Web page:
"These cases really attack the fabric of the society and the history of Hawaii," Broder said.

"These are all pearls on the same string."

Nevertheless, there are non-Hawaiian and Hawaiian residents who have quietly supported last year's high court ruling, which stemmed from the 1996 case involving Big Island rancher Harold "Freddy" Rice.

They view the Rice decision as a catalyst for the inevitable: constitutional scrutiny of Hawaii's race-based legislation.

Ewa Beach resident Earl Arakaki has read many books on sovereignty written from both perspectives. He said people today have no control over what occurred a 100 years ago, and those who did are long gone.

If not constitutionally challenged, Arakaki said, Hawaii's race-based laws will continue to allow some people to capitalize on the hard work of those who will not benefit from racial entitlements.

Government must see to equal rights for all, and special rights for none, he said.

"Personally, the Rice decision taught me that the best way to control racism is by avoiding race-based laws," said Arakaki, who was among those who successfully sued the state to open up the OHA elections to all candidates following the Rice decision.

One couple at the forefront of the tempestuous issue is retired attorney Bill Burgess and his wife, Sandra. Burgess said the ruling has a dramatic effect on the state because it said state government can no longer view those of Hawaiian ancestry any differently from the way it views other citizens.

He said he believes the Rice decision will help remove resentment by those who fear the sovereignty movement will lead to secession or inter-racial strife. And it will liberate Hawaiians from the stigma assigned to race-based programs, he said.

Sinking ship

Meanwhile, among the first to enter the fray as a non-Hawaiian OHA candidate was Kenneth Conklin, who describes the Rice decision as being "like the Titanic hitting the iceberg."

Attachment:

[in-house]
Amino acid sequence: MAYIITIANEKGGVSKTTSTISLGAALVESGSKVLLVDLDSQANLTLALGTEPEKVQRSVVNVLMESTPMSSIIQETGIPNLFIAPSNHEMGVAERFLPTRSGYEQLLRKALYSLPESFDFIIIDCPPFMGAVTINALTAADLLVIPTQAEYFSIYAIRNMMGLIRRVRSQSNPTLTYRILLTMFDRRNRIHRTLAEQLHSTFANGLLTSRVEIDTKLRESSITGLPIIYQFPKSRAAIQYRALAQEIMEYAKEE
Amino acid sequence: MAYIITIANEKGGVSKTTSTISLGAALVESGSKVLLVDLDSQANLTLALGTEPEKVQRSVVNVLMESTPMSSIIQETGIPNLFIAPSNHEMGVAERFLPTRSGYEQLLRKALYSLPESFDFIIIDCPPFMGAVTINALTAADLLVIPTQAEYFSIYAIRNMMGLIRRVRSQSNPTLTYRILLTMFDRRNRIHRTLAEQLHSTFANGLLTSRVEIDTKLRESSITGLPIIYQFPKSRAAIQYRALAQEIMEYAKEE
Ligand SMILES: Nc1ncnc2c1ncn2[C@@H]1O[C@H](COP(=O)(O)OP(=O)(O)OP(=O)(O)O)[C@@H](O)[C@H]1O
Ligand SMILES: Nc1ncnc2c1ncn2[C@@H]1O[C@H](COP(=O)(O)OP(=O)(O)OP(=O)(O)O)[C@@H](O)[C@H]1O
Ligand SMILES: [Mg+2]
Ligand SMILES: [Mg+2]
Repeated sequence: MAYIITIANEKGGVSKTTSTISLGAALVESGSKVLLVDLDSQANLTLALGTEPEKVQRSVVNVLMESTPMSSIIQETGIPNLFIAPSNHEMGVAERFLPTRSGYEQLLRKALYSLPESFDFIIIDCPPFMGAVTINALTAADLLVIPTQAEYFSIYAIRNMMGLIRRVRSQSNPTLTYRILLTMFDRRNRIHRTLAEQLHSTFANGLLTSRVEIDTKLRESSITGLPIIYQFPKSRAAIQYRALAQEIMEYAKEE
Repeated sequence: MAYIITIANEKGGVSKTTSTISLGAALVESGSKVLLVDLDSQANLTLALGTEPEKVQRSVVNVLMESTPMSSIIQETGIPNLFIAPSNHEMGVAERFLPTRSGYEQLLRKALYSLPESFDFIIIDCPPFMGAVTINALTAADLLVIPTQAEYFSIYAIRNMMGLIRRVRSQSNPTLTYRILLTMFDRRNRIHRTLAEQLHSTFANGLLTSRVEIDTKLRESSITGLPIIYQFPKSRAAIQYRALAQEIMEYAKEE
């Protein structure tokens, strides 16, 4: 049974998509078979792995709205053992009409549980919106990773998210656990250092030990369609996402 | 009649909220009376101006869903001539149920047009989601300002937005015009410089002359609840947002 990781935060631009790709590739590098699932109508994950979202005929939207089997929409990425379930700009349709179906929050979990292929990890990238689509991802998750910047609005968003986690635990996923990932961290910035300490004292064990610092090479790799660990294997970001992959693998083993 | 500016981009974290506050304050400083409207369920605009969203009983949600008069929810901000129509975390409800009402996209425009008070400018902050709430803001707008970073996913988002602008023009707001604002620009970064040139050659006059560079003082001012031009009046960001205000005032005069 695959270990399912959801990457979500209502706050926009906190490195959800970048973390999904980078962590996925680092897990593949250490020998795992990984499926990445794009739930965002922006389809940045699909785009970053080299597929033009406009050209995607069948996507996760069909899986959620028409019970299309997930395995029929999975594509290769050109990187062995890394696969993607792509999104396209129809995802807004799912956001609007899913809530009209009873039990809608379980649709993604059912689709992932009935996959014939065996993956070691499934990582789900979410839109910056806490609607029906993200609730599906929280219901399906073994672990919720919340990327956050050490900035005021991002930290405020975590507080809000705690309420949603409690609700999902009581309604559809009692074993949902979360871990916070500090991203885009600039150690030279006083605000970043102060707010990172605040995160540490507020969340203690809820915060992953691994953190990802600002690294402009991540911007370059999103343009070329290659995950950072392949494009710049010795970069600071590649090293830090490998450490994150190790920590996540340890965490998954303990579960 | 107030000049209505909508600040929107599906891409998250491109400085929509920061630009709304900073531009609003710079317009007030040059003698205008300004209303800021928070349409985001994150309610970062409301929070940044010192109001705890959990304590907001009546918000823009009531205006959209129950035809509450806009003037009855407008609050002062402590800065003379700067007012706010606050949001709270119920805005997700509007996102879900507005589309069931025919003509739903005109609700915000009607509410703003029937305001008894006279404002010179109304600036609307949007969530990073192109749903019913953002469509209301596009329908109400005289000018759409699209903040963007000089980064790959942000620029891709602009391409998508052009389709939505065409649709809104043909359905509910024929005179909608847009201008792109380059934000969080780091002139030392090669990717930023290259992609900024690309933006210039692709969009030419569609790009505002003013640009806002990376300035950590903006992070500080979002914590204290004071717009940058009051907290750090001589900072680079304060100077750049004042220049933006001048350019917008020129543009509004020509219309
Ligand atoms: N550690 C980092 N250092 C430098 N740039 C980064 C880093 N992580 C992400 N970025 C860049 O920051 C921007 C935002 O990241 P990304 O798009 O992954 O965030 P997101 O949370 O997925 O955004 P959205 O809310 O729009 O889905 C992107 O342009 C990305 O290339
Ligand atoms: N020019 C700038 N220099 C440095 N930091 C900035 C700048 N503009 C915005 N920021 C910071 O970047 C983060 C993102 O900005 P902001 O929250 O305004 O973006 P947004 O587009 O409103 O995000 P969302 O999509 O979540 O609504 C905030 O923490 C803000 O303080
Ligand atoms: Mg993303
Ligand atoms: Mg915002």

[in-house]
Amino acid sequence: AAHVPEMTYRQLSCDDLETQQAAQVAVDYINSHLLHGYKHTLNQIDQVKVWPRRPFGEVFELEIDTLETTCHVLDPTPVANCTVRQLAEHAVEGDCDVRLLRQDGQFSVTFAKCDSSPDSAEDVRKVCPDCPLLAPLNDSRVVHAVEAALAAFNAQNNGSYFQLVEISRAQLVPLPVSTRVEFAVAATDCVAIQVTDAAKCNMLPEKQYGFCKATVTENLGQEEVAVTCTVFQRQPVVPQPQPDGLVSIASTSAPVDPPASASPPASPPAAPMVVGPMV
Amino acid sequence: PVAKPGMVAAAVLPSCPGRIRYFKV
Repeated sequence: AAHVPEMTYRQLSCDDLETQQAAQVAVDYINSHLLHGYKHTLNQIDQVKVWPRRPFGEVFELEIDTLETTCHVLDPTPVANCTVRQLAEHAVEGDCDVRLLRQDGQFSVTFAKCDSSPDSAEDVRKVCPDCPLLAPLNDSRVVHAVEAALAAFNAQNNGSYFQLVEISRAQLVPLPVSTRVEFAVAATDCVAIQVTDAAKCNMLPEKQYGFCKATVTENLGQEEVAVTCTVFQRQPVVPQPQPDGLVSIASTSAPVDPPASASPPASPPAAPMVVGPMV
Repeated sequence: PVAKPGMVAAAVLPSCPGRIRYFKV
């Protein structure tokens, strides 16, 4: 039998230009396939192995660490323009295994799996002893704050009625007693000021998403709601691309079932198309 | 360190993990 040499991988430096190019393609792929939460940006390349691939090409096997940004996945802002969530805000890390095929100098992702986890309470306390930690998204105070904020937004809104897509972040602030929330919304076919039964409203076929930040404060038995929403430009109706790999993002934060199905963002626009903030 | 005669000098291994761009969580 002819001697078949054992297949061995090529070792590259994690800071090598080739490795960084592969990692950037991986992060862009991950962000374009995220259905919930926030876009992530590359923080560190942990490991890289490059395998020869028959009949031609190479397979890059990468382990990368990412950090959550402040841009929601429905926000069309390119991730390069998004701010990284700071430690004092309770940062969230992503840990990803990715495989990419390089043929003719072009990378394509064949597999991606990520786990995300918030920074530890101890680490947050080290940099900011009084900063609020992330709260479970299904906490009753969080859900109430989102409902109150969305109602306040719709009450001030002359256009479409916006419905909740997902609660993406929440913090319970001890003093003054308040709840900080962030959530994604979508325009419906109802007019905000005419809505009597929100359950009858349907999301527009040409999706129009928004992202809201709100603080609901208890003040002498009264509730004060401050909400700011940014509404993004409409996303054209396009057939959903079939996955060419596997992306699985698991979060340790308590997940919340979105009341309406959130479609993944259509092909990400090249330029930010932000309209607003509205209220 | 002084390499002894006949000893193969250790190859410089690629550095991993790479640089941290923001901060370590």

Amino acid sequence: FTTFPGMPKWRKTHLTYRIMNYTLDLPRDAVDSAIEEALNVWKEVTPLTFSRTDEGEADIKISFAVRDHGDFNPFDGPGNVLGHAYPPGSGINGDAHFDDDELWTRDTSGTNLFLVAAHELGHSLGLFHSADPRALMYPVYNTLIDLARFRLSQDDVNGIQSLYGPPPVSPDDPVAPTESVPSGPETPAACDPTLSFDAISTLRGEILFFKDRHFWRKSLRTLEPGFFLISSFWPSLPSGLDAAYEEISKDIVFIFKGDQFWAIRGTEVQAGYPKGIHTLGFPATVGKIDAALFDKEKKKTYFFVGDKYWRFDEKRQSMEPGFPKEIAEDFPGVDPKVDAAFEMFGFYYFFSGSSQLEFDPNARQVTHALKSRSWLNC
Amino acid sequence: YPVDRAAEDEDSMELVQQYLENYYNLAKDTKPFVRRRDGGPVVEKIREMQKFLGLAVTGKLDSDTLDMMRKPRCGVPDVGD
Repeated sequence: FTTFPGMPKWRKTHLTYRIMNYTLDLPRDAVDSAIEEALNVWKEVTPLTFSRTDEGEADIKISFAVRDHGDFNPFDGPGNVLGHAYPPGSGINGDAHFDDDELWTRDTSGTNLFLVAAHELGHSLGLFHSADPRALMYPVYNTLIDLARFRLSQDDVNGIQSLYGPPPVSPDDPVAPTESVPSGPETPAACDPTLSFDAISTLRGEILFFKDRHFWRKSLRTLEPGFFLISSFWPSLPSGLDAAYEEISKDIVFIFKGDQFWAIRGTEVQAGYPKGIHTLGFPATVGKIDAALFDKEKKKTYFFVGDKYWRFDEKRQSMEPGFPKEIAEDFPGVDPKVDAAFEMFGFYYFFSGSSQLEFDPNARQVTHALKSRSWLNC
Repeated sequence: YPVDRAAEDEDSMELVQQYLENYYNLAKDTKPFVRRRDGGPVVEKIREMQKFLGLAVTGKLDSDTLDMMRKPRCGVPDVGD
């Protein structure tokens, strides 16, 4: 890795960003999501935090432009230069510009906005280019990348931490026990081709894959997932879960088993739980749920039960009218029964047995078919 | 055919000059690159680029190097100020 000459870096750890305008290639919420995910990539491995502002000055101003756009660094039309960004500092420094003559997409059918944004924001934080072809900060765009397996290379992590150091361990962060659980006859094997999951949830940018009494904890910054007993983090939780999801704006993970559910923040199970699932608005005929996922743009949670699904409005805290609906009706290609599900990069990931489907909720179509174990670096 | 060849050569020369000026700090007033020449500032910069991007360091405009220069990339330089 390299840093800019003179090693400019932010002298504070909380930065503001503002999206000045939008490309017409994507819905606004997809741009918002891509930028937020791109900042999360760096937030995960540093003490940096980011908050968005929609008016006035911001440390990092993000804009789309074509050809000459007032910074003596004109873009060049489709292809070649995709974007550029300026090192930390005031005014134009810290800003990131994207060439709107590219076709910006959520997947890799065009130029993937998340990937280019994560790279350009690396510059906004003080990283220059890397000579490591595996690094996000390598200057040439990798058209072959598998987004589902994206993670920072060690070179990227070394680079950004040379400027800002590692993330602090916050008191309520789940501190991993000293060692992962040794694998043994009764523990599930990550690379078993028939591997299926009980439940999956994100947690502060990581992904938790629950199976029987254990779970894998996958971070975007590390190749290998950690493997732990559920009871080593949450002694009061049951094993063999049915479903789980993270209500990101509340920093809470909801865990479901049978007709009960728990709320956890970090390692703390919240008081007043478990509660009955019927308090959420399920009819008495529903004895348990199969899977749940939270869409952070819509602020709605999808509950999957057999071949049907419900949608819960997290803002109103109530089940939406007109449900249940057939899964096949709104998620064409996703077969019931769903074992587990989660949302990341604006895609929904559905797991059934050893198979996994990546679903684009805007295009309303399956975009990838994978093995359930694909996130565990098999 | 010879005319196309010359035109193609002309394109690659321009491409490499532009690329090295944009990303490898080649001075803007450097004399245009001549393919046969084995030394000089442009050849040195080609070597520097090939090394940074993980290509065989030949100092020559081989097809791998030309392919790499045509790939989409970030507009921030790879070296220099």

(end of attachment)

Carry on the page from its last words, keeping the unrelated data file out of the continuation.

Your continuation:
"The vast ship of racial entitlements was doomed, but continued forward for a while even as it began taking on water and listing to starboard ... Those who abandoned ship early were more likely to survive; but sadly, many clung fast to the railings or locked themselves in their rooms and went down with the ship," said the retired Boston public-school teacher.

Attorney Patrick W. Hanafin, who worked with Burgess on the federal case that opened the OHA elections to all candidates, believes OHA will fall in a few years and be replaced by programs that also help the needy but are open to everyone who needs it.

And he said he believes the Hawaiian culture will continue to thrive and be enjoyed by all.

"People of all ancestries will appreciate Hawaiian culture more when it is no longer claimed by groups that exclude their fellow citizens from equal rights," Hanafin said.

Some Hawaiian cultural leaders, however, said they'll personally take their case to Washington, D.C., if they need to. Kumu hula Vicky Holt Takamine said the Hawaiian people are what make these islands unique, and if government laws do not protect them and their native rights, then they'll persuade others to change those laws.

"People make the laws, and people have hearts," Takamine said.

"And if we can touch their hearts, then they can change the law."